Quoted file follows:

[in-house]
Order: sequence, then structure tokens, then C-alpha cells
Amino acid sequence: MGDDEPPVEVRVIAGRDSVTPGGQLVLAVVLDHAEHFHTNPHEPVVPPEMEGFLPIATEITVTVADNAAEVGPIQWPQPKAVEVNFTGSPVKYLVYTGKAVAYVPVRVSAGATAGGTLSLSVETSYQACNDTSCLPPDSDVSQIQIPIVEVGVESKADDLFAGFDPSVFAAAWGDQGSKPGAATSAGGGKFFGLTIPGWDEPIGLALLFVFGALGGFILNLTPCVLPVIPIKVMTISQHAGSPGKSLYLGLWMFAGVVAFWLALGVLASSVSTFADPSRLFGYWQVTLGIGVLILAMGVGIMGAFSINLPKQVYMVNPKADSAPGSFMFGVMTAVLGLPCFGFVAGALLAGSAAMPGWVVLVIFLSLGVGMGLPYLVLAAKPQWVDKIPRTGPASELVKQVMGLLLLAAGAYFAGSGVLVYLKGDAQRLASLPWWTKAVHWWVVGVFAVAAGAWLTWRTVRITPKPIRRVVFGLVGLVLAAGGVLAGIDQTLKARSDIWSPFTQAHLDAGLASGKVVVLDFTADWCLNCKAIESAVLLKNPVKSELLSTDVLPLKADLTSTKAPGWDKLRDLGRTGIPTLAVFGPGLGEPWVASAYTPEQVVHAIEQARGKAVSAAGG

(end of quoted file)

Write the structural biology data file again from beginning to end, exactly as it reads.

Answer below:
[in-house]
Order: sequence, then structure tokens, then C-alpha cells
Amino acid sequence: MGDDEPPVEVRVIAGRDSVTPGGQLVLAVVLDHAEHFHTNPHEPVVPPEMEGFLPIATEITVTVADNAAEVGPIQWPQPKAVEVNFTGSPVKYLVYTGKAVAYVPVRVSAGATAGGTLSLSVETSYQACNDTSCLPPDSDVSQIQIPIVEVGVESKADDLFAGFDPSVFAAAWGDQGSKPGAATSAGGGKFFGLTIPGWDEPIGLALLFVFGALGGFILNLTPCVLPVIPIKVMTISQHAGSPGKSLYLGLWMFAGVVAFWLALGVLASSVSTFADPSRLFGYWQVTLGIGVLILAMGVGIMGAFSINLPKQVYMVNPKADSAPGSFMFGVMTAVLGLPCFGFVAGALLAGSAAMPGWVVLVIFLSLGVGMGLPYLVLAAKPQWVDKIPRTGPASELVKQVMGLLLLAAGAYFAGSGVLVYLKGDAQRLASLPWWTKAVHWWVVGVFAVAAGAWLTWRTVRITPKPIRRVVFGLVGLVLAAGGVLAGIDQTLKARSDIWSPFTQAHLDAGLASGKVVVLDFTADWCLNCKAIESAVLLKNPVKSELLSTDVLPLKADLTSTKAPGWDKLRDLGRTGIPTLAVFGPGLGEPWVASAYTPEQVVHAIEQARGKAVSAAGG